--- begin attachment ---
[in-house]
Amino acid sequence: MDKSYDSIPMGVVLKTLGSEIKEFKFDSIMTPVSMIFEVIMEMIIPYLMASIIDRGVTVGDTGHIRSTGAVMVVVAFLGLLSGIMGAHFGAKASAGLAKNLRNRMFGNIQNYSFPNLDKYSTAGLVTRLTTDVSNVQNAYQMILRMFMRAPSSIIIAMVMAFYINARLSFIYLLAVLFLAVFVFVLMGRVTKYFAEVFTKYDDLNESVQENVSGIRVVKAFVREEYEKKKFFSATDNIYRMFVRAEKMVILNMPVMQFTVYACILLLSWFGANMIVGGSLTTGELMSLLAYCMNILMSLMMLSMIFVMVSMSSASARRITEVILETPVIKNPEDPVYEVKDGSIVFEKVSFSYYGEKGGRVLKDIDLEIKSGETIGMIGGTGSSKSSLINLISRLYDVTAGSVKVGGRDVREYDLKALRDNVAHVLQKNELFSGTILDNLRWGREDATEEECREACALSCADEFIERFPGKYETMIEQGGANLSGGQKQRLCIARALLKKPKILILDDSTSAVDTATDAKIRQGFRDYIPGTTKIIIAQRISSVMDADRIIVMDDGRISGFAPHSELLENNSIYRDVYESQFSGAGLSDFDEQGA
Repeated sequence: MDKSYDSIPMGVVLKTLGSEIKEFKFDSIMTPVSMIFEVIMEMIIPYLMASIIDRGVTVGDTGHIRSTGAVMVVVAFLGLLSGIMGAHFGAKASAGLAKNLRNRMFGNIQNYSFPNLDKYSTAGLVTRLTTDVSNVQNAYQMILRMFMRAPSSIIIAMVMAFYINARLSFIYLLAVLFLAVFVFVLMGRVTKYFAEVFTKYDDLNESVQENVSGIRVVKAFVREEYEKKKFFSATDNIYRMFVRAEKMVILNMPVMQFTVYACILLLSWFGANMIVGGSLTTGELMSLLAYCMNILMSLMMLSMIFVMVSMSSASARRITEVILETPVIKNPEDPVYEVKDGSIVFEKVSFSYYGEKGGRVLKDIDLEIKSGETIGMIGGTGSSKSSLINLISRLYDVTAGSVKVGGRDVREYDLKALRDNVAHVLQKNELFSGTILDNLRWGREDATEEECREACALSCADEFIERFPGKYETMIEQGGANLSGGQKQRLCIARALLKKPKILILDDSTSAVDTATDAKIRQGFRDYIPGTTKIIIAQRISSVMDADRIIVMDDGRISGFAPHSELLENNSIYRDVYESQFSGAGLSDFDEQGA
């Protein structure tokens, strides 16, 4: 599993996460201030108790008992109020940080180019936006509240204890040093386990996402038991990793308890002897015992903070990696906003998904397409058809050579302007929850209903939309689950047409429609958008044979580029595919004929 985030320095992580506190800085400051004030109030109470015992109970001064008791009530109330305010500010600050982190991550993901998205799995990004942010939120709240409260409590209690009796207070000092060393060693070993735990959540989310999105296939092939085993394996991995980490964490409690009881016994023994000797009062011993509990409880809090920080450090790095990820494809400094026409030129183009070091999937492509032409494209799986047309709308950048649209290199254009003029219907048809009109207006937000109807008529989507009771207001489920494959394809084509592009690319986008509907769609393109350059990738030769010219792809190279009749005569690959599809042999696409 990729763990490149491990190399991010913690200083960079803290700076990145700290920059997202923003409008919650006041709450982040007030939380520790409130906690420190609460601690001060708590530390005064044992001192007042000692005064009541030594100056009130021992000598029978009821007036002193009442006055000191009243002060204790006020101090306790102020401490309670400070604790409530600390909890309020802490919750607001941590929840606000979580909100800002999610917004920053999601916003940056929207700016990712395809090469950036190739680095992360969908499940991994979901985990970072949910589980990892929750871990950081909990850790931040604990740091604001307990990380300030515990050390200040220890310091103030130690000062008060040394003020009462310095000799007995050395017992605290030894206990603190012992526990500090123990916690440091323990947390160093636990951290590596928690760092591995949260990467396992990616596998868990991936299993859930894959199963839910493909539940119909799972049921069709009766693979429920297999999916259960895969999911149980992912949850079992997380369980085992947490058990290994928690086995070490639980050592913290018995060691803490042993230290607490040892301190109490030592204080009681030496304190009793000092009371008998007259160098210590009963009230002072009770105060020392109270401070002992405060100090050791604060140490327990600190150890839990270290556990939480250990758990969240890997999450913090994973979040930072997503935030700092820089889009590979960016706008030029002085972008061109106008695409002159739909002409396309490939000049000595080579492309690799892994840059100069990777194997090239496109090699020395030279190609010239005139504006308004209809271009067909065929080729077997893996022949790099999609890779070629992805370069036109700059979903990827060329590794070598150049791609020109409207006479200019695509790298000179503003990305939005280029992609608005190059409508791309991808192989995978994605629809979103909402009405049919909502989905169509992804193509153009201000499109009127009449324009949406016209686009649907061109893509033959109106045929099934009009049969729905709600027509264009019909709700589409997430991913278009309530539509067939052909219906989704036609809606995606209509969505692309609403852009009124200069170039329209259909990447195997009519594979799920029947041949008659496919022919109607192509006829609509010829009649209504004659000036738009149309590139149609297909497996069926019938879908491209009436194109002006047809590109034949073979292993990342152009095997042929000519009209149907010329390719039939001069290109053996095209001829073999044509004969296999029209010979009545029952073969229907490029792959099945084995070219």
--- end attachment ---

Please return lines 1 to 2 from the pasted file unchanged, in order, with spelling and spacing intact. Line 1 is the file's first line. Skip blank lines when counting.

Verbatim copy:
[in-house]
Amino acid sequence: MDKSYDSIPMGVVLKTLGSEIKEFKFDSIMTPVSMIFEVIMEMIIPYLMASIIDRGVTVGDTGHIRSTGAVMVVVAFLGLLSGIMGAHFGAKASAGLAKNLRNRMFGNIQNYSFPNLDKYSTAGLVTRLTTDVSNVQNAYQMILRMFMRAPSSIIIAMVMAFYINARLSFIYLLAVLFLAVFVFVLMGRVTKYFAEVFTKYDDLNESVQENVSGIRVVKAFVREEYEKKKFFSATDNIYRMFVRAEKMVILNMPVMQFTVYACILLLSWFGANMIVGGSLTTGELMSLLAYCMNILMSLMMLSMIFVMVSMSSASARRITEVILETPVIKNPEDPVYEVKDGSIVFEKVSFSYYGEKGGRVLKDIDLEIKSGETIGMIGGTGSSKSSLINLISRLYDVTAGSVKVGGRDVREYDLKALRDNVAHVLQKNELFSGTILDNLRWGREDATEEECREACALSCADEFIERFPGKYETMIEQGGANLSGGQKQRLCIARALLKKPKILILDDSTSAVDTATDAKIRQGFRDYIPGTTKIIIAQRISSVMDADRIIVMDDGRISGFAPHSELLENNSIYRDVYESQFSGAGLSDFDEQGA